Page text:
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title = "Randomized Phase I Trial to Evaluate the Safety, Tolerability, Pharmacokinetics, and Pharmacodynamics of Topical Daprodustat in Healthy Volunteers and in Patients With Diabetic Foot Ulcers",
abstract = "Daprodustat, a small-molecule inhibitor of prolyl hydroxylases, prevents breakdown of hypoxia-inducible factor (HIF), leading to increased transcription of HIF-responsive genes. This randomized, placebo-controlled study evaluated the safety, tolerability, and pharmacokinetics of a topical formulation of daprodustat in healthy volunteers (intact skin) and in patients with diabetic foot ulcers (DFUs) following single and/or 14-day repeat-dose administration. In the diabetic patients, exploratory assessments of wound area, volume, and depth were made to qualitatively assess effectiveness. Systemic absorption via topical application was limited across doses up to 1.0{\%} at 100 mg/cm2 for 14 days. Systemic pharmacokinetics were quantifiable in a few samples from a few patients. Because only sporadic concentrations were observed versus pharmacokinetic profiles, pharmacokinetic parameters were not determined. Wound area, depth, and volume showed consistent but weak improvements in the treatment arm; however, the variability in response and small sample size of the standard-of-care and placebo arms limited the ability to assess trends in wound healing compared with the daprodustat arm. Overall, topically applied daprodustat was well tolerated, raised no safety concerns, and provided limited to nonquantifiable systemic exposures. The healing of DFUs will need to be evaluated in studies designed to test this hypothesis over a longer treatment duration.",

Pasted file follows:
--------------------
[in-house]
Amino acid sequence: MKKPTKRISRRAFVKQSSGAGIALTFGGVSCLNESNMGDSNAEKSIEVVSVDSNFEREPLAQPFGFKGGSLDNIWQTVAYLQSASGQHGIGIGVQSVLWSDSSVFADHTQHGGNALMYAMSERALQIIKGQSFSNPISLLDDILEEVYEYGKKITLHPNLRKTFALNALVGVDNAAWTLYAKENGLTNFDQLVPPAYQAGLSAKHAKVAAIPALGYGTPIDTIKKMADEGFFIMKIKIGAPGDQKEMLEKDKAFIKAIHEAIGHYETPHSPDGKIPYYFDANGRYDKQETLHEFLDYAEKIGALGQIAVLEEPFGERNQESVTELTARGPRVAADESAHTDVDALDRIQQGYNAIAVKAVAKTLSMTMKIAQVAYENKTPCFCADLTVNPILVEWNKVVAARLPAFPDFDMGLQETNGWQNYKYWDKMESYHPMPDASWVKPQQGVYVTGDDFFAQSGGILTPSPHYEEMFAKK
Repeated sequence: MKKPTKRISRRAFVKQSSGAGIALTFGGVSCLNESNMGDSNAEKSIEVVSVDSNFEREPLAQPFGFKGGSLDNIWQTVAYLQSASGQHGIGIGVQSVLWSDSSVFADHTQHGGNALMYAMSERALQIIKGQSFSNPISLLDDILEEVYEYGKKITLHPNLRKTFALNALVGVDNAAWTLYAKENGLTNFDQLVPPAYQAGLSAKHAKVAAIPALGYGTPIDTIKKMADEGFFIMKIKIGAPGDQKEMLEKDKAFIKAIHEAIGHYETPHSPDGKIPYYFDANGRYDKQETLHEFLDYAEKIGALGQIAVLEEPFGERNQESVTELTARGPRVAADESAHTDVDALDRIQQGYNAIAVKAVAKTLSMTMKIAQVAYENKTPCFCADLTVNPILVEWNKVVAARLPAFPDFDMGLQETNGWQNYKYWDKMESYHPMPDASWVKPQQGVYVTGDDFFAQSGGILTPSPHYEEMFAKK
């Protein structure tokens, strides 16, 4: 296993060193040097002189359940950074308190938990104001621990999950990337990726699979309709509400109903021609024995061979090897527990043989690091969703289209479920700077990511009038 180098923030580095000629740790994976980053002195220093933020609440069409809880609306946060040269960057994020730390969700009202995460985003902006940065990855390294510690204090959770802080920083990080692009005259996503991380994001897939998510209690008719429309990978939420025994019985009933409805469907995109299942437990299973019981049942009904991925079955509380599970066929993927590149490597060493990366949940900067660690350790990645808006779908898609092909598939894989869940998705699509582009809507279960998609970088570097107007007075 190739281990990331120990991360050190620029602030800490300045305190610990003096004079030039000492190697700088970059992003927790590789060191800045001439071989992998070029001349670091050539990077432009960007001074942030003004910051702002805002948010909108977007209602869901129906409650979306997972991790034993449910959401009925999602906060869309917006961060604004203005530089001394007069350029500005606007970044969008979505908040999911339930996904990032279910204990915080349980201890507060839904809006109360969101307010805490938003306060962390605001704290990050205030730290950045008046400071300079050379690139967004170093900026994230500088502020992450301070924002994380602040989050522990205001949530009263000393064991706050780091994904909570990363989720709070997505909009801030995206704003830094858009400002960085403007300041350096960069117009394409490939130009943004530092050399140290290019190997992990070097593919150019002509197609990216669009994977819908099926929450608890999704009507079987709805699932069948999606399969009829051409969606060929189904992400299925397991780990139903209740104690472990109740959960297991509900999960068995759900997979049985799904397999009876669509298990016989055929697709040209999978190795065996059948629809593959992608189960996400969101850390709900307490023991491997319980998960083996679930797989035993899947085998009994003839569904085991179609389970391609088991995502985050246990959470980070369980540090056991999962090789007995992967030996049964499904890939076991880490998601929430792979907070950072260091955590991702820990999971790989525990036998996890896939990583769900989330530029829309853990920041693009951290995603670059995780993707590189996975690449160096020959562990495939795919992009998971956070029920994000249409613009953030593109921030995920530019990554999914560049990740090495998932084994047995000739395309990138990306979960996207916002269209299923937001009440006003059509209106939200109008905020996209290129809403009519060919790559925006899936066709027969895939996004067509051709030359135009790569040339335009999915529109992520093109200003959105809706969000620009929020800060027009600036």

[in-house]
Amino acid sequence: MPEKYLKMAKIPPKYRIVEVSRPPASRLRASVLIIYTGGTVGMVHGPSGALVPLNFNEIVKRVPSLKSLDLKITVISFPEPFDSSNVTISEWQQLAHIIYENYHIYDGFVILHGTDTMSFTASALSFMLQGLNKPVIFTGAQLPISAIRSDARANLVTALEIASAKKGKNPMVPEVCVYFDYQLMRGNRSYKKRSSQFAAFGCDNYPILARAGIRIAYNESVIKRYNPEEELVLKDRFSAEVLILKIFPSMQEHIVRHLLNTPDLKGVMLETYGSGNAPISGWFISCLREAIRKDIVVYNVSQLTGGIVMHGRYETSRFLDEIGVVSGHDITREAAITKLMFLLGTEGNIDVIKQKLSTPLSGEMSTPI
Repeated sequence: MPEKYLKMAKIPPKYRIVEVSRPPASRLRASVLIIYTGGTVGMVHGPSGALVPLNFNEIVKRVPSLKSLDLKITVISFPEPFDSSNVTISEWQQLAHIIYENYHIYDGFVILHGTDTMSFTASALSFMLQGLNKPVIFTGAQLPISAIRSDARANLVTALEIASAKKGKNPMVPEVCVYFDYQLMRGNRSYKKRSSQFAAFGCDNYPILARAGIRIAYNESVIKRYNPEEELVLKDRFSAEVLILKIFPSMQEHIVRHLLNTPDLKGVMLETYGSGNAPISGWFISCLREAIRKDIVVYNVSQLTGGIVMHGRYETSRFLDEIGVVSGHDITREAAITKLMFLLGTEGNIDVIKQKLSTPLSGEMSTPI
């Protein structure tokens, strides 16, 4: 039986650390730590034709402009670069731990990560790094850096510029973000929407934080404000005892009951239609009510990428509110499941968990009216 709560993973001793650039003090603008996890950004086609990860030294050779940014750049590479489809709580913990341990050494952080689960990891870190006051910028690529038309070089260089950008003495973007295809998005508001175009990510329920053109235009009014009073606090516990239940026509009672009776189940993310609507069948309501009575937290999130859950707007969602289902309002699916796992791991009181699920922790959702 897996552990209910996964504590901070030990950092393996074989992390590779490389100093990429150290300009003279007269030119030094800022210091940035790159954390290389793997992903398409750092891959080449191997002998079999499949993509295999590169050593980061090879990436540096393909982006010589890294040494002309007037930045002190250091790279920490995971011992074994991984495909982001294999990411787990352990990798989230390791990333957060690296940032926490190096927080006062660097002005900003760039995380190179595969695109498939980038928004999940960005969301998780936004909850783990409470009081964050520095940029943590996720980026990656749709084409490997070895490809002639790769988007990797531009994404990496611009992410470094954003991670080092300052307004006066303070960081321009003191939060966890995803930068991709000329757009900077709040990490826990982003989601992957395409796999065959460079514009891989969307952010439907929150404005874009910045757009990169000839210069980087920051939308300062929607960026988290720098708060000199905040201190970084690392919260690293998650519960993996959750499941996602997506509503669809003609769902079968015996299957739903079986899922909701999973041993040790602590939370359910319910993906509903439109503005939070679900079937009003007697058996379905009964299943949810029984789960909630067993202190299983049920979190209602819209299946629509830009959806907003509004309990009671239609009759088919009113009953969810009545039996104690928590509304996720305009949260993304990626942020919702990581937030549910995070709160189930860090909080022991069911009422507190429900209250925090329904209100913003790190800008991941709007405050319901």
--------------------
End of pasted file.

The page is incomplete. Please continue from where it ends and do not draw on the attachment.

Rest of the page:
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AU - Mahar, Kelly M.

AU - Morgan, Lisa

AU - Fillmore, Christina

AU - Holland, Claire

AU - Lavery, Lawrence A